Some may suppose that Environmental, Social & Governance (ESG) investing is incompatible with a macro driven approach. However, as macro investors, we believe the integration of ESG has strengthened our process. Thanks to this integration, our strategy is less exposed to mispriced ESG risk and better placed to capture long-term ESG trends. Our philosophy has always favoured highly liquid, rated bonds, and this bias away from high ESG risk has now been formalised.

A key part of our ESG integration is Jupiter’s Sovereign Framework. The framework scores each sovereign from 0 to 10, considering their performance on E, S and G outcomes (G has a 50% weighting as we believe strong governance is key). If a sovereign scores poorly then it is excluded from our investment universe. The aim is not to penalise developing nations or regions, but to avoid investing in nations with unsustainable governance structures, that are falling behind in the low carbon transition or failing to uphold human rights. This overlay is particularly important when adding emerging market (EM) exposure.
Case Study: EM commodity exporters
We looked to add EM exposure in Q1 2022, and the focus was on commodity exporting nations, with Angola, Indonesia and Mexico all considered. On balance, we decided to add exposure to Indonesia due to its more attractive valuations and Angola’s low ESG score. Angola was flagged as the lowest ranked country within the sovereign universe due to critical weaknesses across all three of the E, S and G pillars. Particularly noteworthy were rampant corruption and a lack of progress on the UN’s Sustainable Development Goals. These weaknesses were displayed last year as the drought in southwestern Angola continued without government support, and the general election was mired in corruption.

The sovereign framework is not used in isolation: we also conduct qualitative research on all major sovereign bond holdings, which provides a more holistic and timely perspective. A good example was when Australia last year elected a much more climate friendly administration, one that immediately updated its Nationally Determined Contribution – a significant positive environmental development, that was yet to be reflected within the data. To ensure our research is rigorous and robust, we discuss our findings with Jupiter’s stewardship team at monthly sovereign meetings. Sovereigns may also be excluded following our research, as was the case with Russia.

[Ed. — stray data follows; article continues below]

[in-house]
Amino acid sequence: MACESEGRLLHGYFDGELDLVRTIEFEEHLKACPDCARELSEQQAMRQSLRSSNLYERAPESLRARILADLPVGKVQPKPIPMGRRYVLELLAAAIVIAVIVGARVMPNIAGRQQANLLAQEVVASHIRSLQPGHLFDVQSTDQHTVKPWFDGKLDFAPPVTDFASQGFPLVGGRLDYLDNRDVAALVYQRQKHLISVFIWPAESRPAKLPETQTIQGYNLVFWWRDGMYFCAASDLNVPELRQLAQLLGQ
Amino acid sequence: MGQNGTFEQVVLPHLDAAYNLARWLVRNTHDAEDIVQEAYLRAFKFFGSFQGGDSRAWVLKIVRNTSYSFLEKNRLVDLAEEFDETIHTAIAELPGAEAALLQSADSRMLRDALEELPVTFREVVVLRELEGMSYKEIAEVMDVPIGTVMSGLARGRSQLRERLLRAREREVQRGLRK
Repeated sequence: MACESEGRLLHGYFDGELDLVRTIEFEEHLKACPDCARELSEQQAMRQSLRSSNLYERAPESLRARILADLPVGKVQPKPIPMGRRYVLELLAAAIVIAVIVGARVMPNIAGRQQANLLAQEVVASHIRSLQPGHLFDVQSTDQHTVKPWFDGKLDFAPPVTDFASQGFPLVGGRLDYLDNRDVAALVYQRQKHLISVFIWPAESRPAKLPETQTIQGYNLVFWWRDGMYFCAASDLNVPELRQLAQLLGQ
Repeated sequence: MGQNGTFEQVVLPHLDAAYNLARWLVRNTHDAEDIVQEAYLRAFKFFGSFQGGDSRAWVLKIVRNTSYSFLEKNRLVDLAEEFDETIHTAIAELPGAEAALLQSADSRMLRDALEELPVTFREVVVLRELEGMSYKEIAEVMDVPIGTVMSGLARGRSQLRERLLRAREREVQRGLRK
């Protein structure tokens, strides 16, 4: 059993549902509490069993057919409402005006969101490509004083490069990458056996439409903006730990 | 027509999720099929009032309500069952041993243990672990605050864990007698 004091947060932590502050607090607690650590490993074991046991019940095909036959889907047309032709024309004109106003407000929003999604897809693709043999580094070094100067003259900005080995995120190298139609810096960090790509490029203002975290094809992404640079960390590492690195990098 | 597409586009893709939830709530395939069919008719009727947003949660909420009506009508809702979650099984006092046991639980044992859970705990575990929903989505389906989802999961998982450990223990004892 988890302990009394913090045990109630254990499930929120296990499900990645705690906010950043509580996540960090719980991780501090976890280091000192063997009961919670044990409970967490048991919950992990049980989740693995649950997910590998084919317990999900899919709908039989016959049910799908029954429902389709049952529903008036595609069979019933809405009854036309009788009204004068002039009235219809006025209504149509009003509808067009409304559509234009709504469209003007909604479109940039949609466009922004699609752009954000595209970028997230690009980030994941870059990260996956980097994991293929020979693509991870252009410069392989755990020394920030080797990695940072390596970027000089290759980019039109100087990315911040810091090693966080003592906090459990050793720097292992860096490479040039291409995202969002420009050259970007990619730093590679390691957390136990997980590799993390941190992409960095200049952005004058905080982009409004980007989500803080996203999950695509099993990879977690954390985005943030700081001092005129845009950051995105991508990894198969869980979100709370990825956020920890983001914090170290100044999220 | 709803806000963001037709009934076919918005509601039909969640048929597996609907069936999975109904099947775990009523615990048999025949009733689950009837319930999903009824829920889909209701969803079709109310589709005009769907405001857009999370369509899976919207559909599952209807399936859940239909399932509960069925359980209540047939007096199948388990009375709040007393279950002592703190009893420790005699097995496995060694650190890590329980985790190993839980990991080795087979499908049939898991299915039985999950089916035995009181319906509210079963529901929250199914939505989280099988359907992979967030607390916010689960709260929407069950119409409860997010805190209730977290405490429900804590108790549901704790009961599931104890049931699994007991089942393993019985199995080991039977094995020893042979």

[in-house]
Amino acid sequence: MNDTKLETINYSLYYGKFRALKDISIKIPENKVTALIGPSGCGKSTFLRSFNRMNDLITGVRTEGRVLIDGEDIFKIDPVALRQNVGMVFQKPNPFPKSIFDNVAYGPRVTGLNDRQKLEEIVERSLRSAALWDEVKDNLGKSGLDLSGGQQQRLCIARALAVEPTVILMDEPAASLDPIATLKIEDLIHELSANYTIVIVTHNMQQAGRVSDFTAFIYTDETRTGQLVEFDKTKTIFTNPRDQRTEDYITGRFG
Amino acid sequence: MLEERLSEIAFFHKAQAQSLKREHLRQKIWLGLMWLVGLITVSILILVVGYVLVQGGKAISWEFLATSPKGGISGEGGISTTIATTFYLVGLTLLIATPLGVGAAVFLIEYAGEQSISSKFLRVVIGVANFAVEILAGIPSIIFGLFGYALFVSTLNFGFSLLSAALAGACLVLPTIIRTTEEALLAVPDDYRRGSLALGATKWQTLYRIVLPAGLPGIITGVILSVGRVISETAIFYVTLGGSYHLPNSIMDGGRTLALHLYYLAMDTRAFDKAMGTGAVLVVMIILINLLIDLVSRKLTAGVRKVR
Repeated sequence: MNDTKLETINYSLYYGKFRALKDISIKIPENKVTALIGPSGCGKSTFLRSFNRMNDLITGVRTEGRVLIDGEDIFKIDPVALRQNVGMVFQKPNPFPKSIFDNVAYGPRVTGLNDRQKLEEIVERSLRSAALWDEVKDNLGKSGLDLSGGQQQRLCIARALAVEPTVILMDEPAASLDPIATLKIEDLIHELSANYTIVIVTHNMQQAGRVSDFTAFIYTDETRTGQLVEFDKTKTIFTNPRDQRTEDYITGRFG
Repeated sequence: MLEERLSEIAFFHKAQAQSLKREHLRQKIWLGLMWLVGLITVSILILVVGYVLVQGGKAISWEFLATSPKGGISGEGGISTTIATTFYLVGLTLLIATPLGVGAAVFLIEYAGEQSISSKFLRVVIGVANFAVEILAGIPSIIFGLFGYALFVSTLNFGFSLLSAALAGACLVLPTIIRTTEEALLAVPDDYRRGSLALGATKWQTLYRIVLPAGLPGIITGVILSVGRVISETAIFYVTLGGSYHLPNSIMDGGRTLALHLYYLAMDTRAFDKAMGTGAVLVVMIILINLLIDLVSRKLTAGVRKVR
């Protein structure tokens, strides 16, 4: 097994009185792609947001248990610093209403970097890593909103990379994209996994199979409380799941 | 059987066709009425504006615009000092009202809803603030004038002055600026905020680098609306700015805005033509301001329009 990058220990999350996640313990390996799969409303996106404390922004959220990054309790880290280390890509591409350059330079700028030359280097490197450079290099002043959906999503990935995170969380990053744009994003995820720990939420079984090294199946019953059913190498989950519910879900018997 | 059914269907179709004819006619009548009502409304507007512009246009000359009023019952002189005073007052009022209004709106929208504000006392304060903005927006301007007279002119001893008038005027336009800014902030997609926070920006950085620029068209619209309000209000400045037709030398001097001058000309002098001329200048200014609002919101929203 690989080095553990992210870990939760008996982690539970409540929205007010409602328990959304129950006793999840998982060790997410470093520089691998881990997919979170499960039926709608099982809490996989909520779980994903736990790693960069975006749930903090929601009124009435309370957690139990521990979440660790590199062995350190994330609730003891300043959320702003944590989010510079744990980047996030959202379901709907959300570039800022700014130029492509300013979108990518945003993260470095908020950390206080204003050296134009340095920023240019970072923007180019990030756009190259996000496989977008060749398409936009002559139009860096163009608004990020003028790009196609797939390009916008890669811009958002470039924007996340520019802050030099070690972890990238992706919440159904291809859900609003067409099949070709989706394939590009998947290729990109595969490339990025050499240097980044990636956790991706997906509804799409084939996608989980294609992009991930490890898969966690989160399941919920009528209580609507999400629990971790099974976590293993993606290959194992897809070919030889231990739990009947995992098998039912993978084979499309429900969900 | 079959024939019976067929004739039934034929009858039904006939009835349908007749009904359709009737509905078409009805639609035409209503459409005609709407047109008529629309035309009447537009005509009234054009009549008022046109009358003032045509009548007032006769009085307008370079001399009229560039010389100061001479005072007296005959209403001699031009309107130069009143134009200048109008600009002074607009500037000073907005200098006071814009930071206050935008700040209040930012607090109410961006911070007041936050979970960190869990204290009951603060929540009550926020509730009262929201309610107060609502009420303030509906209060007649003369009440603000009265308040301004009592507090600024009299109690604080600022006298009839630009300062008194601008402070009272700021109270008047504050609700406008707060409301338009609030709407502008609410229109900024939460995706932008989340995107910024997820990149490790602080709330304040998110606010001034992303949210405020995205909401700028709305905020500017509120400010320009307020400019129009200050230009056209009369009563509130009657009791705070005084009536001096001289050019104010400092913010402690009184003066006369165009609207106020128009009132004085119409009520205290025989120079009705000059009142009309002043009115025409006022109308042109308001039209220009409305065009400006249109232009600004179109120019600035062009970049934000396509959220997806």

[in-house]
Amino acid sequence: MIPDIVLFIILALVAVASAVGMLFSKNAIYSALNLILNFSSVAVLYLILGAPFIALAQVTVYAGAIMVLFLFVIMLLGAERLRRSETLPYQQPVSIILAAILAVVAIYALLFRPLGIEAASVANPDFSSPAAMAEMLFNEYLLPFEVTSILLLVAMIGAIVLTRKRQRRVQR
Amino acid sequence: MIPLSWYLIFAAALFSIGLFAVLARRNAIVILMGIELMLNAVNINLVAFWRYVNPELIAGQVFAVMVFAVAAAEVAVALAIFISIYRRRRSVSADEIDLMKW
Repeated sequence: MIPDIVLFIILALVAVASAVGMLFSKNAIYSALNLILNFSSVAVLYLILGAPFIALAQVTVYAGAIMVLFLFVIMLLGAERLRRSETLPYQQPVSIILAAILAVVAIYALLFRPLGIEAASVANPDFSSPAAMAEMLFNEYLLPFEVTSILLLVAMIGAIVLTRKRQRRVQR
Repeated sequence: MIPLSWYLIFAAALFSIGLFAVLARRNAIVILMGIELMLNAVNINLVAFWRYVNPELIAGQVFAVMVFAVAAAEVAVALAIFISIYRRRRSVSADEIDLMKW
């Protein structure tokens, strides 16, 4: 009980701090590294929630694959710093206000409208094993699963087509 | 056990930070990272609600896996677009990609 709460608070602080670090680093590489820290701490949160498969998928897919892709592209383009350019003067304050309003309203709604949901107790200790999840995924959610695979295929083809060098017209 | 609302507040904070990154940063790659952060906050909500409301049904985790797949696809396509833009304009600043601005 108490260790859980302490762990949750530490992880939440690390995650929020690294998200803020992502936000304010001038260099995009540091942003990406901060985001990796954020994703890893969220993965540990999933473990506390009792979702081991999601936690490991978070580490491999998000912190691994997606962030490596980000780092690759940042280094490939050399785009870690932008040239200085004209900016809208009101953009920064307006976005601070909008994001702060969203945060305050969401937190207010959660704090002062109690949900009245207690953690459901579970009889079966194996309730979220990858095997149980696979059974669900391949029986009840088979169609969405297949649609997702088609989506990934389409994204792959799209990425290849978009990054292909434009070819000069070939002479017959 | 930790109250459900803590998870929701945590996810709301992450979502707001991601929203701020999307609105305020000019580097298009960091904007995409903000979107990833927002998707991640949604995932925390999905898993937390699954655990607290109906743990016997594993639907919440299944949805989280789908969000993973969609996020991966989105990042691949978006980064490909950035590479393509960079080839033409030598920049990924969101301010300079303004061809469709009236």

Case Study: Russia
Russia was excluded at the start of 2022 (pre-Ukraine) given its lack of a credible net zero policy. Climate Action Tracker (CAT) ranked Russia as ‘critically insufficient’ and with good reason. In November 2020, Russia published its emissions reduction target of an at least 30% reduction below 1990 levels by 2030. 1990 was just prior to the collapse of the Soviet Union (when carbon emissions were very high), so in selecting this target Russia was completely failing to commit to its fair share in reducing global emissions.

Following Russia’s invasion of Ukraine, we recognised that we will not always be able to identify mispriced ESG risks through the sovereign framework and our qualitative research alone. So we additionally introduced a human rights and low carbon transition screen, and provided a greater margin of safety for any new holdings.

Sovereign ESG integration is of course more difficult given the greater complexities involved, not least an inability to engage with key stakeholders, which is why we strive to continuously improve our process. Recent improvements include enhanced sovereign ESG data and automating our sovereign templates thanks to Jupiter’s data science team. That said, we expect our process to improve and develop further over time, as more industry guidance and data becomes available.


The value of active minds: independent thinking

A key feature of Jupiter’s investment approach is that we eschew the adoption of a house view, instead preferring to allow our specialist fund managers to formulate their own opinions on their asset class. As a result, it should be noted that any views expressed – including on matters relating to environmental, social and governance considerations – are those of the author(s), and may differ from views held by other Jupiter investment professionals.

Important information

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